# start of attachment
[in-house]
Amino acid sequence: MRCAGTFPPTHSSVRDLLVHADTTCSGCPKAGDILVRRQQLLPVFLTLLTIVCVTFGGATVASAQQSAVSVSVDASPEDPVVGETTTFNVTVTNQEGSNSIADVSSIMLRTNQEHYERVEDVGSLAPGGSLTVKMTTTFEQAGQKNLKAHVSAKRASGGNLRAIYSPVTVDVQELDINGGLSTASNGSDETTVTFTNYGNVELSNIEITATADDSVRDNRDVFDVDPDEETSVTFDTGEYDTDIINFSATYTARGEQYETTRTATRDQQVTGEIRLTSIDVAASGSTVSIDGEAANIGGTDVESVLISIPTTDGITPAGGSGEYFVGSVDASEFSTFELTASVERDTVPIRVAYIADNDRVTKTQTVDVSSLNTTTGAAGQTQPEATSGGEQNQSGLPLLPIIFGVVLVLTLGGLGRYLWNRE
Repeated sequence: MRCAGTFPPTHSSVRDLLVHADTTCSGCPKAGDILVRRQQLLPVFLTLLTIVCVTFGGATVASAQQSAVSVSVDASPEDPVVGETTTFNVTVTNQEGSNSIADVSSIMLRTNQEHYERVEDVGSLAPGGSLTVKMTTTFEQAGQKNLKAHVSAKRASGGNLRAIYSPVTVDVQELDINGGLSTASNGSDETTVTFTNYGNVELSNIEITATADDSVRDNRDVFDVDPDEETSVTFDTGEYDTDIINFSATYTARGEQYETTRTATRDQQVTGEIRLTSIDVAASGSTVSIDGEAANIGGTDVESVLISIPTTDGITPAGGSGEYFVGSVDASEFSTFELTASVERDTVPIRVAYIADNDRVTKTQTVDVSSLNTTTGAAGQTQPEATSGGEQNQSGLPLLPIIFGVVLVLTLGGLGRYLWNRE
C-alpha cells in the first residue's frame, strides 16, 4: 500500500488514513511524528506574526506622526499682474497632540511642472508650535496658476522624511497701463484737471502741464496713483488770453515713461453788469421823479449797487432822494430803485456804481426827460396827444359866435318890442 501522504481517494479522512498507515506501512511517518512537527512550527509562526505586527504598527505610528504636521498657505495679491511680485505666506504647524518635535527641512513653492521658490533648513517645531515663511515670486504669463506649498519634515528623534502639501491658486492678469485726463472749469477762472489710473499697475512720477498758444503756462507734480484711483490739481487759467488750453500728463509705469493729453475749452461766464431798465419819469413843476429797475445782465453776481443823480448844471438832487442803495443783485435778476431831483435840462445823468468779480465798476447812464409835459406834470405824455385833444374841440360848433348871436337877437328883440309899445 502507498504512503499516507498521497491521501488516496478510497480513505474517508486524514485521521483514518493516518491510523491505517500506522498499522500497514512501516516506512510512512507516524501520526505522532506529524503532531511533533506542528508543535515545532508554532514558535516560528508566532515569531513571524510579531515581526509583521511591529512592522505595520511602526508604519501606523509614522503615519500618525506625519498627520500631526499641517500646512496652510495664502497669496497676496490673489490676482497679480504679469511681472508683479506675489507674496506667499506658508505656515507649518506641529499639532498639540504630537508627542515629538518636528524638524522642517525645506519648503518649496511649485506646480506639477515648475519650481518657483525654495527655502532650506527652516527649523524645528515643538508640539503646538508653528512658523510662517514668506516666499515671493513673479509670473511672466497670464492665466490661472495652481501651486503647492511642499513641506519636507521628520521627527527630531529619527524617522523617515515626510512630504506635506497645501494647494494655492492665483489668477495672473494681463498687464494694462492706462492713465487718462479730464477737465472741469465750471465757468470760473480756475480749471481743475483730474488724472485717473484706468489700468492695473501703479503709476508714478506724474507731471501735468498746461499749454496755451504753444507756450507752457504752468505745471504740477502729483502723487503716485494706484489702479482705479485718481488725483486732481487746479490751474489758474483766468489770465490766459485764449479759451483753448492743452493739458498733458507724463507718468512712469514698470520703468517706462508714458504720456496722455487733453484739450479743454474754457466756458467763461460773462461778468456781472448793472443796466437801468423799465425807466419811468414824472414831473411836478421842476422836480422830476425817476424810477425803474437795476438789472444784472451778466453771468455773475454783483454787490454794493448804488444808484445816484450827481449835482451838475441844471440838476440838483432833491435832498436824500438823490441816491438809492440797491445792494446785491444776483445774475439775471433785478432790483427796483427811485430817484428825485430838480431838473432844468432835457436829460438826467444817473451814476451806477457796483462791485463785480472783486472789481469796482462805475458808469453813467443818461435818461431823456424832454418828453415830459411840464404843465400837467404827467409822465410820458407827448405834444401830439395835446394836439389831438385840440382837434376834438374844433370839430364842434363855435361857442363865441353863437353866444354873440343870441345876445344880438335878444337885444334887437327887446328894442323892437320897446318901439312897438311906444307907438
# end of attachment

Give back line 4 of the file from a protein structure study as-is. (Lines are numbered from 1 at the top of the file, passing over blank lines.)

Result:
C-alpha cells in the first residue's frame, strides 16, 4: 500500500488514513511524528506574526506622526499682474497632540511642472508650535496658476522624511497701463484737471502741464496713483488770453515713461453788469421823479449797487432822494430803485456804481426827460396827444359866435318890442 501522504481517494479522512498507515506501512511517518512537527512550527509562526505586527504598527505610528504636521498657505495679491511680485505666506504647524518635535527641512513653492521658490533648513517645531515663511515670486504669463506649498519634515528623534502639501491658486492678469485726463472749469477762472489710473499697475512720477498758444503756462507734480484711483490739481487759467488750453500728463509705469493729453475749452461766464431798465419819469413843476429797475445782465453776481443823480448844471438832487442803495443783485435778476431831483435840462445823468468779480465798476447812464409835459406834470405824455385833444374841440360848433348871436337877437328883440309899445 502507498504512503499516507498521497491521501488516496478510497480513505474517508486524514485521521483514518493516518491510523491505517500506522498499522500497514512501516516506512510512512507516524501520526505522532506529524503532531511533533506542528508543535515545532508554532514558535516560528508566532515569531513571524510579531515581526509583521511591529512592522505595520511602526508604519501606523509614522503615519500618525506625519498627520500631526499641517500646512496652510495664502497669496497676496490673489490676482497679480504679469511681472508683479506675489507674496506667499506658508505656515507649518506641529499639532498639540504630537508627542515629538518636528524638524522642517525645506519648503518649496511649485506646480506639477515648475519650481518657483525654495527655502532650506527652516527649523524645528515643538508640539503646538508653528512658523510662517514668506516666499515671493513673479509670473511672466497670464492665466490661472495652481501651486503647492511642499513641506519636507521628520521627527527630531529619527524617522523617515515626510512630504506635506497645501494647494494655492492665483489668477495672473494681463498687464494694462492706462492713465487718462479730464477737465472741469465750471465757468470760473480756475480749471481743475483730474488724472485717473484706468489700468492695473501703479503709476508714478506724474507731471501735468498746461499749454496755451504753444507756450507752457504752468505745471504740477502729483502723487503716485494706484489702479482705479485718481488725483486732481487746479490751474489758474483766468489770465490766459485764449479759451483753448492743452493739458498733458507724463507718468512712469514698470520703468517706462508714458504720456496722455487733453484739450479743454474754457466756458467763461460773462461778468456781472448793472443796466437801468423799465425807466419811468414824472414831473411836478421842476422836480422830476425817476424810477425803474437795476438789472444784472451778466453771468455773475454783483454787490454794493448804488444808484445816484450827481449835482451838475441844471440838476440838483432833491435832498436824500438823490441816491438809492440797491445792494446785491444776483445774475439775471433785478432790483427796483427811485430817484428825485430838480431838473432844468432835457436829460438826467444817473451814476451806477457796483462791485463785480472783486472789481469796482462805475458808469453813467443818461435818461431823456424832454418828453415830459411840464404843465400837467404827467409822465410820458407827448405834444401830439395835446394836439389831438385840440382837434376834438374844433370839430364842434363855435361857442363865441353863437353866444354873440343870441345876445344880438335878444337885444334887437327887446328894442323892437320897446318901439312897438311906444307907438